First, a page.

do nothing that disturbs the circle, directly or indirectly, but other creatures can. If the called creature has spell resistance, it can test the trap once a day. If the
character fails to overcome the spell resistance, the creature breaks free, destroying the circle. A creature capable of any form of dimensional travel can simply leave
the circle through that means. The character can prevent the creature's extradimensional escape by casting a dimensional anchor spell on it, but the character must
cast the spell before the creature acts. If successful, the anchor effect lasts as long as the magic circle does. The creature cannot reach across the magic circle, but its
ranged attacks (ranged weapons, spells, magical abilities, etc.) can. The creature can attack any target it can reach with its ranged attacks except for the circle itself.
The character can use a special diagram (a two-dimensional bounded figure
with no gaps along its circumference, augmented with various magical sigils)
to make the
trap more secure. Drawing the diagram by hand takes 10 minutes and requires a Spellcraft check (DC 20). The DM makes this check secretly. If the check fails, the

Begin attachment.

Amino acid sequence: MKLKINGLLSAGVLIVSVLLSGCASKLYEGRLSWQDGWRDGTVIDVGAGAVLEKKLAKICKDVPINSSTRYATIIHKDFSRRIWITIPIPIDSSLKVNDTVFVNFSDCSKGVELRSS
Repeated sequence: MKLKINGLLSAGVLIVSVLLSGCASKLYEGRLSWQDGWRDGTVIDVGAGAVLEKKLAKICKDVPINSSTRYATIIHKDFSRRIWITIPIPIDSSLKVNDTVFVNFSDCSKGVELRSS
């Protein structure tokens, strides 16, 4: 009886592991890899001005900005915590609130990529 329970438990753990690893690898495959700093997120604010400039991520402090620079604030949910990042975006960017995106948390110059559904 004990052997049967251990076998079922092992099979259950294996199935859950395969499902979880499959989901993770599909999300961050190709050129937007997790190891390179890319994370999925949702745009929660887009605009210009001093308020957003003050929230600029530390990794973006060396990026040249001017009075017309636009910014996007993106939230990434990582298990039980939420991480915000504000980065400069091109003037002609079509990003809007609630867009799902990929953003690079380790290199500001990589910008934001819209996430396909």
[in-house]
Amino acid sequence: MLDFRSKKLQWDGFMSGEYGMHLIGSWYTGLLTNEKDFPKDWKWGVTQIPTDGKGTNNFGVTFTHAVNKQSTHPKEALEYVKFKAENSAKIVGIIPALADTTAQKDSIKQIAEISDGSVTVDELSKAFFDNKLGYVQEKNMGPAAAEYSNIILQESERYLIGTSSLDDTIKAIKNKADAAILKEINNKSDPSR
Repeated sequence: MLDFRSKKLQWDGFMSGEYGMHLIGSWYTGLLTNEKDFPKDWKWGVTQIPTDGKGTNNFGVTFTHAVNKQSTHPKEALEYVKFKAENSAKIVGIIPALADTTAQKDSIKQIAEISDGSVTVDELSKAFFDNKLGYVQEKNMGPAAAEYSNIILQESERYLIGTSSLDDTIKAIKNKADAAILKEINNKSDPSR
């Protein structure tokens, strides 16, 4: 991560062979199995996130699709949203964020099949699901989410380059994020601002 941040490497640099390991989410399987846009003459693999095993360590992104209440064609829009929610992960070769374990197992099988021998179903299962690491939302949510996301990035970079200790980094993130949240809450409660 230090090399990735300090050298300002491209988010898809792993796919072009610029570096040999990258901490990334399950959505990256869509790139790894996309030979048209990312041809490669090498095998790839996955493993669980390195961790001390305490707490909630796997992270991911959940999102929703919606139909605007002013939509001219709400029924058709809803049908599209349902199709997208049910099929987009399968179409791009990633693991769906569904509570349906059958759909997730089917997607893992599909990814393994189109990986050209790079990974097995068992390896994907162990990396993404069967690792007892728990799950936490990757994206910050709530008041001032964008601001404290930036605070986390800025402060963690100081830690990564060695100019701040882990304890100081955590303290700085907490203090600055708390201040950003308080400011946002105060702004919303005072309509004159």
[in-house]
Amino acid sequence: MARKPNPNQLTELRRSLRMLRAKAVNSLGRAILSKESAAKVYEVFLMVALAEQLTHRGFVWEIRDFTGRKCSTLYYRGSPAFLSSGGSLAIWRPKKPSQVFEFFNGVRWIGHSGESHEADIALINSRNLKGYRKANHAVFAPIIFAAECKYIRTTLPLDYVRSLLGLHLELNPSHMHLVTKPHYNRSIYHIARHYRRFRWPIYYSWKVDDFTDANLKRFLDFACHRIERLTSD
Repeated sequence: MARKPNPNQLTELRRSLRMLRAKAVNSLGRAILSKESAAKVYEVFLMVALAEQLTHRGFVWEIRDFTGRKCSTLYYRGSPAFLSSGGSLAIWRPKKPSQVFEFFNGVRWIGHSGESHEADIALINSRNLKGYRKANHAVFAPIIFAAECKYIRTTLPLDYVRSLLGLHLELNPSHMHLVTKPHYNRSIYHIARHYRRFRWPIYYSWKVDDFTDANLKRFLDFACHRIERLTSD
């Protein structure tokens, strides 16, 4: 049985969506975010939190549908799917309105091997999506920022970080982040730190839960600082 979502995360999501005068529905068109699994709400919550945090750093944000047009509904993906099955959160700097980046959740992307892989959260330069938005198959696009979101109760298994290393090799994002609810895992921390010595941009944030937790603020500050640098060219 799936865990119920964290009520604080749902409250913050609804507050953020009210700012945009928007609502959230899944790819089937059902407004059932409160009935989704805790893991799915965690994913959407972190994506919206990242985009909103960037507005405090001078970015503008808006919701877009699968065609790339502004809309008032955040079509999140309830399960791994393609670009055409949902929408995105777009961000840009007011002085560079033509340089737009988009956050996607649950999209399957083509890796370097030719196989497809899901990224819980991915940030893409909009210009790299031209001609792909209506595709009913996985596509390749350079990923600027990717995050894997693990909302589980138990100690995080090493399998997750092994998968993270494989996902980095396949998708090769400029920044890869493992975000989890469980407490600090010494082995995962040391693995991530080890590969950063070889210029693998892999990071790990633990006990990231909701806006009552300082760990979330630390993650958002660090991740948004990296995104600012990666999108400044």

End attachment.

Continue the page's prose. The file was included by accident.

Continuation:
diagram is ineffective. The character can take 10 when drawing the diagram if the character is under no particular time pressure to complete the task. This also takes
10 full minutes. If time is no factor at all, and the character devotes 3 hours and 20 minutes to the task, the character can take 20. A successful diagram allows the
character to cast a dimensional anchor spell on the trap during the round before casting any summoning spell. The anchor holds any called creatures in the diagram
for 24 hours per caster level. A creature cannot use its spell resistance against a trap prepared with a diagram, and none of its abilities or attacks can cross the
diagram. If the creature tries a Charisma check to break free of the trap, the DC increases by 5. The creature is immediately released if anything disturbs the
diagram—even a straw laid across it. However, the creature cannot disturb the diagram itself either directly or indirectly, as noted above.
Creation: The spell manipulates matter to create an object or creature
in the place the spellcaster designates (subject to the limits noted above
for conjurations). If the
spell has a duration other than instantaneous, magic holds the creation together, and when the spell ends or is dispelled, the conjured creature or object vanishes
without a trace. If the spell has an instantaneous duration, the created object or creature is merely assembled through magic. It lasts indefinitely and does not depend
on magic for its existence.
Healing: Certain divine conjurations heal creatures or even bring them back to life. These include cure spells, which good clerics can cast spontaneously.
Summoning: The spell instantly brings a creature or object to a place